Beetlejuice Sequel Making Progress9.09.11 # Sequel # 10 Comments
Well, if this isn’t the news we’ve all been dangling on tenterhooks for. Barely a morning passes that I don’t wake up and think “Oh Lord, I’m so happy to be alive, but if only Warners would hurry up and make that Beetlejuice sequel!” And now! Now my prayers and I’m sure all of yours too have been answered, as a follow-up to Tim Burton’s 1988 hit looms, and from the fevered creative brain behind Pride and Prejudice and Zombies no less.
The attempt to revive Betelgeuse, the ghostly trickster made famous by Michael Keaton, is one upshot of the two-year deal just signed between Warner Bros. and KatzSmith, the production company operated by P & P & Z author Seth Grahame-Smith and David Katzenberg, son of DreamWorks co-founder and notorious grouch Jeffrey Katzenberg. Part of that deal is a revival of the so-called ‘Ghost with the most’, with Grahame-Smith apparently poised to script a new Beetlejuice instalment which will follow the continuity of Burton’s original movie, rather than simply remaking it.
Had things worked out slightly differently, Burton might have helmed a sequel himself, with Beetlejuice Goes Hawaiian having been developed under the director’s aegis in the early ‘90s. Screenwriters Jonathan Gems and Daniel Waters both worked on the script (each of whom would go on to earn credits on future Burton films, in the respective shapes of Mars Attacks! and Batman Returns), before the project eventually got shunted off Burton’s ever-burgeoning to-make slate.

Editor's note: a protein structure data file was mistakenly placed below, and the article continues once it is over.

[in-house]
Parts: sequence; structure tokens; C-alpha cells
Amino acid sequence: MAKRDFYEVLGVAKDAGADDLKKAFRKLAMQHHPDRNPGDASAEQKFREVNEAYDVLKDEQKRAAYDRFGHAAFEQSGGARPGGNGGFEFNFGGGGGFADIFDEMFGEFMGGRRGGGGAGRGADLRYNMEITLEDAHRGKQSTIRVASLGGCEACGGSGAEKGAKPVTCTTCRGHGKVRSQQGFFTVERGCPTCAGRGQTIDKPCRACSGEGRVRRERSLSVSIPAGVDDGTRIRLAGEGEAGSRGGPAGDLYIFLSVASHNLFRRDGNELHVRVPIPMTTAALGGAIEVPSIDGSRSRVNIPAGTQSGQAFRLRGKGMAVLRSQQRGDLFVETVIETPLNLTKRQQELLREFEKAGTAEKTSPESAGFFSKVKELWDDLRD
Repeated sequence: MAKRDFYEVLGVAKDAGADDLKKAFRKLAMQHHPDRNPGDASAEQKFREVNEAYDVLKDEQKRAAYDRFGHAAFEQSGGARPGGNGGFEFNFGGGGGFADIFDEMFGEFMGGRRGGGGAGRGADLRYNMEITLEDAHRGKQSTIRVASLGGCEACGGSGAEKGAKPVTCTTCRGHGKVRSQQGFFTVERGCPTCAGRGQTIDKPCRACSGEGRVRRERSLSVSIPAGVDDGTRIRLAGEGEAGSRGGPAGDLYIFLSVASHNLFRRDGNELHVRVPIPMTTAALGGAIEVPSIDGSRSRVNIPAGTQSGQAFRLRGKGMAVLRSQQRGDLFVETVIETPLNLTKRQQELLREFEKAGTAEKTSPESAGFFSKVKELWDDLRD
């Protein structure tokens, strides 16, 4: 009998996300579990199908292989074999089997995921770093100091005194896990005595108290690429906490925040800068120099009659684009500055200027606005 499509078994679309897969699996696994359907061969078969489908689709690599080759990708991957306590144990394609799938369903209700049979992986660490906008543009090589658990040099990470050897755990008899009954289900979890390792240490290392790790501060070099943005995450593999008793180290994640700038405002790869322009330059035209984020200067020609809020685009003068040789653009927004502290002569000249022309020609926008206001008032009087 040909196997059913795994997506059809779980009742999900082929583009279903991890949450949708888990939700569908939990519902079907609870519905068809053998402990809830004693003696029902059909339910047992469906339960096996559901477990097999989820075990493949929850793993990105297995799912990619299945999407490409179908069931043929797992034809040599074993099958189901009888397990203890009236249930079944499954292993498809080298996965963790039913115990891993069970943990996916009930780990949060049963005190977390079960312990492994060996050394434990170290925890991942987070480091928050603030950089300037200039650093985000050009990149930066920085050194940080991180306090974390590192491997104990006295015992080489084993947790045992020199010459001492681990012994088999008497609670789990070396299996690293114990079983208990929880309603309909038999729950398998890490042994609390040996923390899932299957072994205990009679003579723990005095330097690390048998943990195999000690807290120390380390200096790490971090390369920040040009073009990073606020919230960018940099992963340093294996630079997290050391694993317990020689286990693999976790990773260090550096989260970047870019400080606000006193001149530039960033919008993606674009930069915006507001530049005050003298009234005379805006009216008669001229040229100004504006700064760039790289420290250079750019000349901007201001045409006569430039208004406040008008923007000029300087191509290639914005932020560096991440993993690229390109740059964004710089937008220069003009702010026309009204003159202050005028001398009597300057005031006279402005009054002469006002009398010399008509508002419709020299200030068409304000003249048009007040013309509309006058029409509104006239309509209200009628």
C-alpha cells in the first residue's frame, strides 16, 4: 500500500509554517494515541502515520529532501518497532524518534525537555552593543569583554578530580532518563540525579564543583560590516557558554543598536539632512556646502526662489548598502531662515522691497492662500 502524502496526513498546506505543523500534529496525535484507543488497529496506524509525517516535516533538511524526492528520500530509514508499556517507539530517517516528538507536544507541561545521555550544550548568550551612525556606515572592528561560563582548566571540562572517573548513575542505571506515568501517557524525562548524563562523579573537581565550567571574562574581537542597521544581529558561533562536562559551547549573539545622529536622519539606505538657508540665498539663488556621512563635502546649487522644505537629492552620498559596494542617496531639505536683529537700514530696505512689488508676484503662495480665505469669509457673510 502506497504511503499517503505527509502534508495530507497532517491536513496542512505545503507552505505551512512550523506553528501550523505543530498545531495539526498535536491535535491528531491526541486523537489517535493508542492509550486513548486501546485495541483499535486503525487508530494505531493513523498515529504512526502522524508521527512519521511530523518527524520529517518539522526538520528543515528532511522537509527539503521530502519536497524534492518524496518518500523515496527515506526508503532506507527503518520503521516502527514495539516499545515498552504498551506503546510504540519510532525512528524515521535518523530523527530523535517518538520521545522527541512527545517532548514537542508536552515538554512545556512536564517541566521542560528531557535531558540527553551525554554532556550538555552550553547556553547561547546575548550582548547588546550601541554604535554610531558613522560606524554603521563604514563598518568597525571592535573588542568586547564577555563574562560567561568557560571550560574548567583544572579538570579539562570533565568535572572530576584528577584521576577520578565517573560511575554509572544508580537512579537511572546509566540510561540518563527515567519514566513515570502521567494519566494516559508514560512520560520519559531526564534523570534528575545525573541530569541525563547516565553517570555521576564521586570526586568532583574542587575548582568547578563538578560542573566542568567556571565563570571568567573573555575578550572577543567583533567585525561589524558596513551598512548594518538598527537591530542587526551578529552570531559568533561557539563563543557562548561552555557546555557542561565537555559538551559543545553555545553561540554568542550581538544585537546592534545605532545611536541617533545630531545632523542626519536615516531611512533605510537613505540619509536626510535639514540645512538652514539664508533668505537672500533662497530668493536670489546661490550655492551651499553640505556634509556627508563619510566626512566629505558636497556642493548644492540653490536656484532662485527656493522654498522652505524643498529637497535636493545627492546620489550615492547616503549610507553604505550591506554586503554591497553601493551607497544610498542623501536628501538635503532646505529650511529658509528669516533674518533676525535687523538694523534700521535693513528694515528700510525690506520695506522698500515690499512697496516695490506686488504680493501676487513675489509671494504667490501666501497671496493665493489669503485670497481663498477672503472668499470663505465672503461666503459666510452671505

Grahame-Smith already has links to Burton, having written the script for the director’s next movie, the big screen version of spooky soap opera Dark Shadows, in which Johnny Depp stars as vampire Barnabas Collins. His novel Abraham Lincoln: Vampire Hunter is also being turned into a film by the powerhouse combo of Burton (producer) and Timur Bekmambetov (director), with the writer having adapted his own book.
Meanwhile, the first book in which Grahame-Smith hit on the wearying wheeze of mashing up public domain literary classics with genre tropes, the aforementioned Pride and Prejudice and Zombies, is also coming to theatres at some as-yet undetermined point in the future, and when it does so it will have been directed by Craig Gillespie, the man behind the recent Fright Night remake.
Here he is at his best.
Source: Deadline New York